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“It’s cutthroat.” UK hauliers continue to fall on their sword amid grueling market conditions

We speak to representatives of Pall-Ex, Pallet-Track and Mobile - People.Powered.Logistics to get the inside track on the daunting challenges currently facing the UK haulage sector.

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Last month, we took a look into the dire situation being faced by many UK haulage companies. Records show a significant upturn in UK-based road transport firms entering administration, and subsequent media reports have also documented how numerous hauliers suffered this fate during peak season.

Since that report, the Spring Budget has come and gone, and although some relief has been offered to the industry in the shape of a freeze on fuel duty, the situation remains harrowing for many in the sector.

In reaction to the Spring Budget, Richard Burnett, CEO of the RHA, expressed satisfaction that the Chancellor had taken on board some of the RHA’s recommendations, particularly the decision to extend full expensing to leased vehicles and assets. This move, he believes, will offer significant support to hauliers and coach operators, especially amidst the backdrop of higher interest rates.

However, Burnett also expressed disappointment that the Spring Budget did not provide direct short-term support for operators.

“We are however disappointed that the Chancellor missed the opportunity to provide direct short-term support for operators. With record numbers of haulage firms collapsing last year and the trend continuing, many operators were hoping for a temporary suspension of the HGV Levy and VED on HGVs as well as incentives for the take up of alternative fuels which can drastically reduce tailpipe emissions,” Burnett said.

Given the outlook remains especially challenging for the foreseeable future, we have taken the time to speak to a number of industry representatives to learn why the haulage industry is under unprecedented pressure, the circumstances that have led to the situation, and what could be done to improve matters.

Years of neglect

To begin with, it’s important to look back not just at the last few years, but the long-term historical picture.

Although the impact of coronavirus, Brexit and Russia’s invasion of Ukraine is undeniably significant, it is also apparent that a historical lack of support for infrastructure, and the haulage industry in general, has eventually come to roost.

“When you look through the history of road transport, it’s been under invested by every government since the end of the Second World War. There is no help for haulage companies when the country grinds to a halt, with a national pandemic and everybody sees how important we are, and that people had perhaps appreciated for a little while how we had been underinvested in as an industry by the government” Kevin Buchanan, CEO of the Pall-Ex network, told trans.iNFO.

Photo: Pall-Ex press materials

The lack of investment in infrastructure is also lamented by Ian Jolly, Director of Mobile – People.Powered.Logistics, who told trans.iNFO:

“It’d be lovely if we all had mega rail hubs, where we could cross-dock the freight. We could drive through, similar to a pallet network hub, and offload onto a high-speed freight train to the next city. At the same time, we could collect from there and do the final mile via electric vehicles. But we’re nowhere near having that type of infrastructure. It’s fantasy”

Should the logistics industry in the UK be right to expect support? Some MPs in the governing party have suggested that it should be up to the industry itself to fund lorry parking facilities among other things.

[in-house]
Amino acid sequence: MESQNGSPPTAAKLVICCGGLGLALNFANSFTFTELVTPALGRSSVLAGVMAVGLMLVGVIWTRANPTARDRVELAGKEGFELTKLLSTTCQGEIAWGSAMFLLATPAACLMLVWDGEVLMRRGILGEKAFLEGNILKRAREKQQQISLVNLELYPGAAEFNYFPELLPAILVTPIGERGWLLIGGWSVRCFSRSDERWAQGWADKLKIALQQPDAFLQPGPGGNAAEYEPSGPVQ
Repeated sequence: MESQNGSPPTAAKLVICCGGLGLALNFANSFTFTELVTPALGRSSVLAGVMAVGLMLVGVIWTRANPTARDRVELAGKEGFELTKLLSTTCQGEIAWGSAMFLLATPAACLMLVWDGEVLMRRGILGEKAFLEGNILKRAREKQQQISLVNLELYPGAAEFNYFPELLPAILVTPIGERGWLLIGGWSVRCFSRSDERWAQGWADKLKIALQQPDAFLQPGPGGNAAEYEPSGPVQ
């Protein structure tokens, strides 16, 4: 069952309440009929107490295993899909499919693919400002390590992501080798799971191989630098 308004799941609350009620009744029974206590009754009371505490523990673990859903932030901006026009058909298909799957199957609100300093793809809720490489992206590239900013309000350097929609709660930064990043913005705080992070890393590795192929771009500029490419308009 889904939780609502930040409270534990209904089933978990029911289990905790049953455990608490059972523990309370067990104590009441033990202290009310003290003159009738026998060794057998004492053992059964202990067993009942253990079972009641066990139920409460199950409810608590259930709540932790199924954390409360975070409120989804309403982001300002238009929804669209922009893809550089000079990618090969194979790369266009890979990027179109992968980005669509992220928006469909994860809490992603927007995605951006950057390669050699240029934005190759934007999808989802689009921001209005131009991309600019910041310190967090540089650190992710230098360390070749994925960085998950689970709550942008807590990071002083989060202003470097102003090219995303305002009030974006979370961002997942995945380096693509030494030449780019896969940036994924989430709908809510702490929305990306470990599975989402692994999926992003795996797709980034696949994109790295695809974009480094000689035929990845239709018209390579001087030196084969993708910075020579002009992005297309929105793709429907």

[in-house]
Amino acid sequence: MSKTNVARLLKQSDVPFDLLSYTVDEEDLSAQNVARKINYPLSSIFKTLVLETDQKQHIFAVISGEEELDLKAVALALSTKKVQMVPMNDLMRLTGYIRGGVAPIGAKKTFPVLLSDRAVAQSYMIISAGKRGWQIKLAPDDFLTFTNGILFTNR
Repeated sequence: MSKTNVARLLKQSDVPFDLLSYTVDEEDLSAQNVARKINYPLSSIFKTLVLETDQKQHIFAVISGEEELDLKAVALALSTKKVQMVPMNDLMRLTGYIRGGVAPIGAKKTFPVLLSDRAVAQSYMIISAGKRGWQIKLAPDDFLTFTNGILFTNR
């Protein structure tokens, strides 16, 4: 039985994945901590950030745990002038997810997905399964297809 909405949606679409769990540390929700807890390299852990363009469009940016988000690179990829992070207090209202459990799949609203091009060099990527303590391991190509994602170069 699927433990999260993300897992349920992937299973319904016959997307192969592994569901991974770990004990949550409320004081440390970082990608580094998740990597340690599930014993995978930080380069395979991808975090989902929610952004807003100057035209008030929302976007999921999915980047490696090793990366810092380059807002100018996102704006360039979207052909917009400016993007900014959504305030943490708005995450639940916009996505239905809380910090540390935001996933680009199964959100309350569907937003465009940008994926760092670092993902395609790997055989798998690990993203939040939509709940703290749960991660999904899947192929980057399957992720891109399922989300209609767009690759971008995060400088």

Countering that opinion, Buchanan told trans.iNFO that there should be state support for the haulage industry due to its strategic importance to the UK economy, similar to the support the agricultural sector receives:

“We give farmers grants because it is critical to our security and our economy. I would argue the haulage industry is equally important. You can grow everything you want, you can make anything you want. But if it never leaves the factory or the field, and never gets to the consumer, what’s the point? It’s a real issue that there is no investment in the infrastructure required for the road haulage industry to modernise and develop. It should be done in partnership, but the answer has always been to just let the haulage industry wholly solve the problem.”

The cost of the green transition

The issue of infrastructure has arguably never been more important given the ambitious targets the UK Government has for decarbonising logistics.

It goes without saying that hauliers will need sufficient access to charging facilities in order to have the confidence to invest in electric trucks – especially when you take into account the expense of these vehicles.

“You’ve still got to be able to charge the trucks and get into the cities. If you push the yards out into the country, there is less chance that the facilities will have the electricity wattage that is needed, and the time & distance for the final mile increases. That’s a significant barrier to entry,” said Jolly, referring to how many logistics facilities are being driven further away from urban environments.

Photo: Pallet-Track press materials

These issues haven’t gone unnoticed by Pallet-Track CEO Stuart Godman either:

“The cost to put an electric HGV on the road is extremely high, both in terms of purchase cost and insurance. So while there’s a willingness to do as much as possible, there’s also got to be an incentive and some form of subsidy due to the fact that margins are slender. Haulage isn’t a high-margin industry that’s awash with cash. We try to do our thing for the environment through solar energy and electric vehicles, including switching our company cars to electric. All that comes at a cost though. At the moment most businesses are working on survival rather than massive investment in charging infrastructure,” Godman told trans.iNFO.

How the turbulent events of recent years have had an impact

As referred to earlier, the challenge of navigating the effects of COVID, Brexit and the war in Ukraine has taken its toll on the industry too.